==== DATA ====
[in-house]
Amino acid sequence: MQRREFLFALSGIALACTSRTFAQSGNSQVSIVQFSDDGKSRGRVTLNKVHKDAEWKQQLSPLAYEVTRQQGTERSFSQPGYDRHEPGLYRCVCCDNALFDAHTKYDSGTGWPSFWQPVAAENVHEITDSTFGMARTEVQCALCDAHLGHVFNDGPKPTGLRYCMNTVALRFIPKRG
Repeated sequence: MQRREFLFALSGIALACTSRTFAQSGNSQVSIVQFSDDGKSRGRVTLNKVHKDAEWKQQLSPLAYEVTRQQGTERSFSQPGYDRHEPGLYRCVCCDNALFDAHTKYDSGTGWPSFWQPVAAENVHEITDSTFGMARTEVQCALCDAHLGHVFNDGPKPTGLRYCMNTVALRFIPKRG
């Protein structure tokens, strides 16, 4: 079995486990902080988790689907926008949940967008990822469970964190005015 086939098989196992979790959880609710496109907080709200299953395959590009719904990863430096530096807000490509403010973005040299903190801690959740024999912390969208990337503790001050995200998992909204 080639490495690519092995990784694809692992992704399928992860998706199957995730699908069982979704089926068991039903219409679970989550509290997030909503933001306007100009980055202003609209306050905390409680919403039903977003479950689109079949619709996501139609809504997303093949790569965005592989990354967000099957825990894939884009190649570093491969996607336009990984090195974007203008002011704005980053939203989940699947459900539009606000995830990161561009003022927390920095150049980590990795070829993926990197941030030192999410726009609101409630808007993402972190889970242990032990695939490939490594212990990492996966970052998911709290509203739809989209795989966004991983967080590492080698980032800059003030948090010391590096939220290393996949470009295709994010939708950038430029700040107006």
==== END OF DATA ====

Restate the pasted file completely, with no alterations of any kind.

[in-house]
Amino acid sequence: MQRREFLFALSGIALACTSRTFAQSGNSQVSIVQFSDDGKSRGRVTLNKVHKDAEWKQQLSPLAYEVTRQQGTERSFSQPGYDRHEPGLYRCVCCDNALFDAHTKYDSGTGWPSFWQPVAAENVHEITDSTFGMARTEVQCALCDAHLGHVFNDGPKPTGLRYCMNTVALRFIPKRG
Repeated sequence: MQRREFLFALSGIALACTSRTFAQSGNSQVSIVQFSDDGKSRGRVTLNKVHKDAEWKQQLSPLAYEVTRQQGTERSFSQPGYDRHEPGLYRCVCCDNALFDAHTKYDSGTGWPSFWQPVAAENVHEITDSTFGMARTEVQCALCDAHLGHVFNDGPKPTGLRYCMNTVALRFIPKRG
């Protein structure tokens, strides 16, 4: 079995486990902080988790689907926008949940967008990822469970964190005015 086939098989196992979790959880609710496109907080709200299953395959590009719904990863430096530096807000490509403010973005040299903190801690959740024999912390969208990337503790001050995200998992909204 080639490495690519092995990784694809692992992704399928992860998706199957995730699908069982979704089926068991039903219409679970989550509290997030909503933001306007100009980055202003609209306050905390409680919403039903977003479950689109079949619709996501139609809504997303093949790569965005592989990354967000099957825990894939884009190649570093491969996607336009990984090195974007203008002011704005980053939203989940699947459900539009606000995830990161561009003022927390920095150049980590990795070829993926990197941030030192999410726009609101409630808007993402972190889970242990032990695939490939490594212990990492996966970052998911709290509203739809989209795989966004991983967080590492080698980032800059003030948090010391590096939220290393996949470009295709994010939708950038430029700040107006």